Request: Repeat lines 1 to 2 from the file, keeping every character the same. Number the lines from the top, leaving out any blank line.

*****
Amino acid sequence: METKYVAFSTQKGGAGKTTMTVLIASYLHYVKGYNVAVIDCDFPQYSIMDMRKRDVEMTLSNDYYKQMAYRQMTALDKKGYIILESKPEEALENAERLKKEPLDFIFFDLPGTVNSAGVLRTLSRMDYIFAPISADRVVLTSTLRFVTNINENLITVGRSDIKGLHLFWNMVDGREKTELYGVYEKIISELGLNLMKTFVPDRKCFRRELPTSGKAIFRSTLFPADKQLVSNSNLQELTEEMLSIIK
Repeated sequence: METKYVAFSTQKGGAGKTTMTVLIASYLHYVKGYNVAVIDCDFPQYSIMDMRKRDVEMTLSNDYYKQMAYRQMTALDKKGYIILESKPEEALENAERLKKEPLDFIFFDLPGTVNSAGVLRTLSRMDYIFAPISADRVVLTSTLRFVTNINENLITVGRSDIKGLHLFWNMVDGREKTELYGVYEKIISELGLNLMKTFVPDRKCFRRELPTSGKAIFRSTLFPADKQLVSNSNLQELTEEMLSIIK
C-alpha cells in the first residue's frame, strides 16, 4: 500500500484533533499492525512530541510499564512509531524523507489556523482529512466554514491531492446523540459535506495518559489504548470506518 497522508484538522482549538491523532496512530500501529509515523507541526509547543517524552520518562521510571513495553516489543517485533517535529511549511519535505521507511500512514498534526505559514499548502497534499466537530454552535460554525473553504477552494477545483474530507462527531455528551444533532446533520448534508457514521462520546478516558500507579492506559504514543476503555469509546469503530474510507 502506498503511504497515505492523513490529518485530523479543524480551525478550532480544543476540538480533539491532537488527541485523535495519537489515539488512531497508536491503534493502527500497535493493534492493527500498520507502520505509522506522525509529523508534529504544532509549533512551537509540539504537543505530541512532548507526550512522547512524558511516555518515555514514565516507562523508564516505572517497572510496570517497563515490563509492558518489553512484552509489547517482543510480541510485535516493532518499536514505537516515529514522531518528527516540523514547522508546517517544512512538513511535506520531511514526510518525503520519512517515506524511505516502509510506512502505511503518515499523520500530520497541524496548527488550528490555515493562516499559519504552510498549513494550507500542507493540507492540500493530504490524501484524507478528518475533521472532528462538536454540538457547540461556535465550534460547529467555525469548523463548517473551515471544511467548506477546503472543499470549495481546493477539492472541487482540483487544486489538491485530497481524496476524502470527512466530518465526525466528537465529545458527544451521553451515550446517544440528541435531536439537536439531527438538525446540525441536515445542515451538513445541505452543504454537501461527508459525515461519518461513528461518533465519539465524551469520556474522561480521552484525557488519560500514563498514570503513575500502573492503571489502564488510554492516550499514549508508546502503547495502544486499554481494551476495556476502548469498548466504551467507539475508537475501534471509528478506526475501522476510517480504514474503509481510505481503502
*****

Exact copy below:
Amino acid sequence: METKYVAFSTQKGGAGKTTMTVLIASYLHYVKGYNVAVIDCDFPQYSIMDMRKRDVEMTLSNDYYKQMAYRQMTALDKKGYIILESKPEEALENAERLKKEPLDFIFFDLPGTVNSAGVLRTLSRMDYIFAPISADRVVLTSTLRFVTNINENLITVGRSDIKGLHLFWNMVDGREKTELYGVYEKIISELGLNLMKTFVPDRKCFRRELPTSGKAIFRSTLFPADKQLVSNSNLQELTEEMLSIIK
Repeated sequence: METKYVAFSTQKGGAGKTTMTVLIASYLHYVKGYNVAVIDCDFPQYSIMDMRKRDVEMTLSNDYYKQMAYRQMTALDKKGYIILESKPEEALENAERLKKEPLDFIFFDLPGTVNSAGVLRTLSRMDYIFAPISADRVVLTSTLRFVTNINENLITVGRSDIKGLHLFWNMVDGREKTELYGVYEKIISELGLNLMKTFVPDRKCFRRELPTSGKAIFRSTLFPADKQLVSNSNLQELTEEMLSIIK